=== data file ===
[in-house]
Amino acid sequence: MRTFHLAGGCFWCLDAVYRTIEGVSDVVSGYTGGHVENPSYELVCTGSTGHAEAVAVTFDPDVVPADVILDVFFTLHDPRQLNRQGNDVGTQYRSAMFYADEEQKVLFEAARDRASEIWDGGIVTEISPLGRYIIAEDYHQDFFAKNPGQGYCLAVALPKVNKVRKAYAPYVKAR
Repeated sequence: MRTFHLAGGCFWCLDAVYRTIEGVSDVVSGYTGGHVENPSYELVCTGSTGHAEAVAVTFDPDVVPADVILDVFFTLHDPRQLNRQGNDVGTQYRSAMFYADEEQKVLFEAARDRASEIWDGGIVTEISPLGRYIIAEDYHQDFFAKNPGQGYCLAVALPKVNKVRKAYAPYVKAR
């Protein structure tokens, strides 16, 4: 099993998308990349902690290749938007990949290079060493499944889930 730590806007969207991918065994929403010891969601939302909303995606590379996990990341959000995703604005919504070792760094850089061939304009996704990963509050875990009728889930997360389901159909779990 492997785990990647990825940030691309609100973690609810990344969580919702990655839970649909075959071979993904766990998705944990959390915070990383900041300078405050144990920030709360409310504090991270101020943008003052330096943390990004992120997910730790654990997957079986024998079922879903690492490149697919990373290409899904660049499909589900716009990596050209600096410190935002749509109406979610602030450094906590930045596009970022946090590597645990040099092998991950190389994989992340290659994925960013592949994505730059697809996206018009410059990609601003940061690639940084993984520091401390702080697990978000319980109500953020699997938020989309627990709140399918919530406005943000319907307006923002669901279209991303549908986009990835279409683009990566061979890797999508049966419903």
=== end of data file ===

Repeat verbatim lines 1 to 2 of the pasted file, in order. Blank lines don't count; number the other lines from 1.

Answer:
[in-house]
Amino acid sequence: MRTFHLAGGCFWCLDAVYRTIEGVSDVVSGYTGGHVENPSYELVCTGSTGHAEAVAVTFDPDVVPADVILDVFFTLHDPRQLNRQGNDVGTQYRSAMFYADEEQKVLFEAARDRASEIWDGGIVTEISPLGRYIIAEDYHQDFFAKNPGQGYCLAVALPKVNKVRKAYAPYVKAR